Authorities are investigating the motives of an armed man who they say tried to breach the FBI’s Cincinnati office, fled, and was shot and died hours later in a rural standoff with law enforcement
Authorities are investigating the motives of an armed man who they say tried to breach the FBI’s Cincinnati office, fled and died hours later in a rural standoff with law enforcement, a case unfolding as the FBI warns agents to take extra precautions amid increased social media threats to its employees and facilities.
Officials have warned of a rise in threats against federal agents in the days following a search of former President Donald Trump’s Mar-a-Lago estate in Florida.
In the Cincinnati case, officials said a man tried to breach the visitor’s screening area at the FBI office Thursday morning and fled when agents confronted him. He was later spotted by a state trooper along Interstate 71 and fired shots as the trooper chased him, said Lt. Nathan Dennis, an Ohio State Highway Patrol spokesperson.
The suspect eventually got out of his car on a rural road, exchanged gunfire with police and was injured, Dennis said. No one else was hurt.
Attempted negotiations failed, and police tried unsuccessfully to use unspecified “less lethal tactics,” but the suspect was shot when he raised a gun toward officers, Dennis said. The man died at the scene.
Dennis said he couldn’t comment Thursday on whether the suspect said anything to officers during the standoff.
The man is believed to have been in Washington in the days leading up to the Jan. 6, 2021, insurrection and may have been present at the Capitol on the day of the attack, according to a law enforcement official briefed on the matter. The official could not discuss details of the investigation publicly and spoke on condition of anonymity.
The suspect was identified as Ricky Shiffer, 42, according to the law enforcement official. He was not charged with any crimes in connection with the Jan. 6 attack, the official said. Federal investigators are examining whether Shiffer may have had ties to far-right extremist groups, including the Proud Boys, the official said.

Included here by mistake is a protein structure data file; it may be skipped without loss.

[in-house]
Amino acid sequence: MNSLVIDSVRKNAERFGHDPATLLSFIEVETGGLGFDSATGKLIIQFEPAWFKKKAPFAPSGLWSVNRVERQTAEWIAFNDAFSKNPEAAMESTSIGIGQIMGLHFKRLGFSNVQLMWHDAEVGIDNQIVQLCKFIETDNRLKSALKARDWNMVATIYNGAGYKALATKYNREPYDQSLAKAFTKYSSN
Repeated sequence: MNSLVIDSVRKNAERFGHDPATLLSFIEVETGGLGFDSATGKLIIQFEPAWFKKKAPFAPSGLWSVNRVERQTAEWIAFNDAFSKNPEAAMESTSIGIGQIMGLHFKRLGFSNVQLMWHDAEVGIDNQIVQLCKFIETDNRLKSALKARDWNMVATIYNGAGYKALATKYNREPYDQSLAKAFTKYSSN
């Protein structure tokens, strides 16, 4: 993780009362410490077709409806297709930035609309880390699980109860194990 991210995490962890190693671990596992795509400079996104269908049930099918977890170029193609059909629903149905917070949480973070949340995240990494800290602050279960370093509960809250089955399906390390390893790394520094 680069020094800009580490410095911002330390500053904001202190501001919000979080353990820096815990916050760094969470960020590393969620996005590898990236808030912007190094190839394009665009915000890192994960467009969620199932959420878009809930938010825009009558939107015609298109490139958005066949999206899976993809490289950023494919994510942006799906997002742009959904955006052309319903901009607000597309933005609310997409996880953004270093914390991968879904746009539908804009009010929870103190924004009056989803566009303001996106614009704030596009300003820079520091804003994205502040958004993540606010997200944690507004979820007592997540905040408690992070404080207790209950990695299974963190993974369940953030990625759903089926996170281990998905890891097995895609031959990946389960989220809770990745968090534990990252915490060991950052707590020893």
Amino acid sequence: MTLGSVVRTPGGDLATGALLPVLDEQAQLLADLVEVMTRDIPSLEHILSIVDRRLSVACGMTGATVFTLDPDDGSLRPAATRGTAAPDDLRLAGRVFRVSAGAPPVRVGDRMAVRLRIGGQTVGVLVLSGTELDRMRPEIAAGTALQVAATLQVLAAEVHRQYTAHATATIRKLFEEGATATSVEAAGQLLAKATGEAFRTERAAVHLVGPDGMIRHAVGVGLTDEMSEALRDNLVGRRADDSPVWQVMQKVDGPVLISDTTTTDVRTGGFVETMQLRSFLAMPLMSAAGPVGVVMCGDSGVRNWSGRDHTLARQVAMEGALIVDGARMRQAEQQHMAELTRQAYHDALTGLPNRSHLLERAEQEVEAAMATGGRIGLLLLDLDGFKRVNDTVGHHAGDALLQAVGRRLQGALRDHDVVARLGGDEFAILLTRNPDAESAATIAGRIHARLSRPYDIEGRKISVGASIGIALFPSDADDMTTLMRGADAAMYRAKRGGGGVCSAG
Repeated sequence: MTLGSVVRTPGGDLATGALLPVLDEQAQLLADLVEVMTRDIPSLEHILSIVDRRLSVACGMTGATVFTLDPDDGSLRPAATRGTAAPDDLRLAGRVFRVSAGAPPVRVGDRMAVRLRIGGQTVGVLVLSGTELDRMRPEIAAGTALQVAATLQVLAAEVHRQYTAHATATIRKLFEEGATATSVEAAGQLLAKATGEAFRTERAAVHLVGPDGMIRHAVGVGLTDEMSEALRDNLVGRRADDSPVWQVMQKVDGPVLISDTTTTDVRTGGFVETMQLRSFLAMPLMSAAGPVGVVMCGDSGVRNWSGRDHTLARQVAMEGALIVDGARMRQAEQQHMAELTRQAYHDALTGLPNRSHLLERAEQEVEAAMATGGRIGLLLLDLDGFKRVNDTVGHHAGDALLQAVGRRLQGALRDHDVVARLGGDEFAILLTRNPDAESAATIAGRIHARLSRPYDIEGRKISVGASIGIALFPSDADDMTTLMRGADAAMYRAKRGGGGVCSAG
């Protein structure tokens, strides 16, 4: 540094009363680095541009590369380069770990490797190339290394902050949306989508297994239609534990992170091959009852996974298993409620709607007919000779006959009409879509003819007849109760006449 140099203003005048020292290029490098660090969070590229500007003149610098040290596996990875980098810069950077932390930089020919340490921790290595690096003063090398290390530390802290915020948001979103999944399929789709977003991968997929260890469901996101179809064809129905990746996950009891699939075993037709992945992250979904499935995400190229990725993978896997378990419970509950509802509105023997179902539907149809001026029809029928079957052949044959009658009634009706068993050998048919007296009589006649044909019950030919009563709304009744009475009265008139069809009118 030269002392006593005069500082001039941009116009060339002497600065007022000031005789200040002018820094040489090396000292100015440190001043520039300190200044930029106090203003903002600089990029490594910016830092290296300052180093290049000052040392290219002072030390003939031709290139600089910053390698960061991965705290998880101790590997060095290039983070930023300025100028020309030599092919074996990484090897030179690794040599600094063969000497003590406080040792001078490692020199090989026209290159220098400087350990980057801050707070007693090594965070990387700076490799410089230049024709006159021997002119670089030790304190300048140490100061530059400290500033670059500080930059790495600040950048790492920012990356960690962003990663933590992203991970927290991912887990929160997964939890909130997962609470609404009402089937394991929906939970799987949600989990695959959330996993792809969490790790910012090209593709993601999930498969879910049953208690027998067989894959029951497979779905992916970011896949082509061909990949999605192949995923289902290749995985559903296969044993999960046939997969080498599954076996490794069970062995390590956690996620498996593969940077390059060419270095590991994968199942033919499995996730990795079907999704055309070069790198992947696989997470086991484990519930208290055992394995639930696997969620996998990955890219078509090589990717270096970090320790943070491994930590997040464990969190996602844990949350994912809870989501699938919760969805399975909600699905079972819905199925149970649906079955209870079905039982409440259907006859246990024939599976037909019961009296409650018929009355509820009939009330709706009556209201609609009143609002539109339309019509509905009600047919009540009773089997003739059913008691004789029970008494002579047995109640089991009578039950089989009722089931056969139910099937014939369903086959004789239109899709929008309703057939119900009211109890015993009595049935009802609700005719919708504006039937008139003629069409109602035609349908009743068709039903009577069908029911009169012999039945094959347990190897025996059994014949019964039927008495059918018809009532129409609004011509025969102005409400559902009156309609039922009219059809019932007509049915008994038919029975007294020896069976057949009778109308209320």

There have been growing threats in recent days against FBI agents and offices across the country after federal agents executed a search warrant at Mar-a-Lago. On Gab, a social media site popular with white supremacists and antisemites, users have warned they are preparing for an armed revolution.
Federal officials have also been tracking an array of other concerning chatter on Gab and other platforms threatening violence against federal agents. FBI Director Christopher Wray denounced the threats as he visited another FBI office in Nebraska on Wednesday.
“Violence against law enforcement is not the answer, no matter who you’re upset with,” Wray said Wednesday in Omaha.
The FBI on Wednesday also warned its agents to avoid potential protesters, and to ensure their security key cards are “not visible outside FBI space,” citing an increase in social media threats to bureau personnel and facilities.
The warning did not specifically mention this week’s search of Mar-a-Lago but attributed the online threats to “recent media reporting on FBI investigative activity.”
Welsh-Huggins reported from Columbus, Ohio. Associated Press writers Michael Balsamo in Washington and Jim Mustian in New York contributed to this report.